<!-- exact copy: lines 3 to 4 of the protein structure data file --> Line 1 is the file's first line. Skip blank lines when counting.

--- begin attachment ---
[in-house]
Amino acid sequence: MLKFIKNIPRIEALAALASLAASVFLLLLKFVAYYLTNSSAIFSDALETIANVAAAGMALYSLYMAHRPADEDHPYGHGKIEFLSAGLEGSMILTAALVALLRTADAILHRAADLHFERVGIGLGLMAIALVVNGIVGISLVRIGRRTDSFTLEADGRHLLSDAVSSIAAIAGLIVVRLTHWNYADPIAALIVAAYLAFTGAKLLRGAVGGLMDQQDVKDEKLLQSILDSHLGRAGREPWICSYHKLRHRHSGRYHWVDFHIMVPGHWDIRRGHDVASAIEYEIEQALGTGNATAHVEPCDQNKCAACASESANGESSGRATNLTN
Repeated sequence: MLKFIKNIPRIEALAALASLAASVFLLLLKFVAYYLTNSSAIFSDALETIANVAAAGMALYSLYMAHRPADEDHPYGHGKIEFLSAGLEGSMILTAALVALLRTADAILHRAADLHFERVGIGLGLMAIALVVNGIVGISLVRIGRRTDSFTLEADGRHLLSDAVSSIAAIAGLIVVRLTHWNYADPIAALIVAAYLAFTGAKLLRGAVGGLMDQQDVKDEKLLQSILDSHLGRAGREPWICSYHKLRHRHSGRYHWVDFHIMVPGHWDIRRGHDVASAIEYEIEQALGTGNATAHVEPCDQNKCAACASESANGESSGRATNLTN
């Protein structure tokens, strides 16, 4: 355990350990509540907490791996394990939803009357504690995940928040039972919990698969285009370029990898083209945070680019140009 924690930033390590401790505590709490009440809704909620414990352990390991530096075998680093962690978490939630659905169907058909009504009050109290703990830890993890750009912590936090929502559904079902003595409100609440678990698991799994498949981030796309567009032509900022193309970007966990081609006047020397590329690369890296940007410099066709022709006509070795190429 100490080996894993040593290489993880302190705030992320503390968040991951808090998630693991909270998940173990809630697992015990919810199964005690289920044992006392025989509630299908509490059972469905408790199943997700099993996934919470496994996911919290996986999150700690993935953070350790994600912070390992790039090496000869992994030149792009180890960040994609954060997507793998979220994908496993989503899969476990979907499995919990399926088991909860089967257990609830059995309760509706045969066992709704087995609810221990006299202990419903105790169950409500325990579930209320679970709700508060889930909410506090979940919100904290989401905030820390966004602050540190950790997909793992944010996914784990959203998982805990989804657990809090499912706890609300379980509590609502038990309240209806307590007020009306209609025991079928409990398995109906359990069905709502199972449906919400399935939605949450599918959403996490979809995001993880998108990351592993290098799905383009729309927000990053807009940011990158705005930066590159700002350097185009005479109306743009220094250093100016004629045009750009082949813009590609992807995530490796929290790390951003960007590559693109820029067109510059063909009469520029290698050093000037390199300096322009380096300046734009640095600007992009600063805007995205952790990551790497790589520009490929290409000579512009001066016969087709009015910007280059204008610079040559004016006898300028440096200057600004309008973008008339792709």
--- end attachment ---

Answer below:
Repeated sequence: MLKFIKNIPRIEALAALASLAASVFLLLLKFVAYYLTNSSAIFSDALETIANVAAAGMALYSLYMAHRPADEDHPYGHGKIEFLSAGLEGSMILTAALVALLRTADAILHRAADLHFERVGIGLGLMAIALVVNGIVGISLVRIGRRTDSFTLEADGRHLLSDAVSSIAAIAGLIVVRLTHWNYADPIAALIVAAYLAFTGAKLLRGAVGGLMDQQDVKDEKLLQSILDSHLGRAGREPWICSYHKLRHRHSGRYHWVDFHIMVPGHWDIRRGHDVASAIEYEIEQALGTGNATAHVEPCDQNKCAACASESANGESSGRATNLTN
């Protein structure tokens, strides 16, 4: 355990350990509540907490791996394990939803009357504690995940928040039972919990698969285009370029990898083209945070680019140009 924690930033390590401790505590709490009440809704909620414990352990390991530096075998680093962690978490939630659905169907058909009504009050109290703990830890993890750009912590936090929502559904079902003595409100609440678990698991799994498949981030796309567009032509900022193309970007966990081609006047020397590329690369890296940007410099066709022709006509070795190429 100490080996894993040593290489993880302190705030992320503390968040991951808090998630693991909270998940173990809630697992015990919810199964005690289920044992006392025989509630299908509490059972469905408790199943997700099993996934919470496994996911919290996986999150700690993935953070350790994600912070390992790039090496000869992994030149792009180890960040994609954060997507793998979220994908496993989503899969476990979907499995919990399926088991909860089967257990609830059995309760509706045969066992709704087995609810221990006299202990419903105790169950409500325990579930209320679970709700508060889930909410506090979940919100904290989401905030820390966004602050540190950790997909793992944010996914784990959203998982805990989804657990809090499912706890609300379980509590609502038990309240209806307590007020009306209609025991079928409990398995109906359990069905709502199972449906919400399935939605949450599918959403996490979809995001993880998108990351592993290098799905383009729309927000990053807009940011990158705005930066590159700002350097185009005479109306743009220094250093100016004629045009750009082949813009590609992807995530490796929290790390951003960007590559693109820029067109510059063909009469520029290698050093000037390199300096322009380096300046734009640095600007992009600063805007995205952790990551790497790589520009490929290409000579512009001066016969087709009015910007280059204008610079040559004016006898300028440096200057600004309008973008008339792709």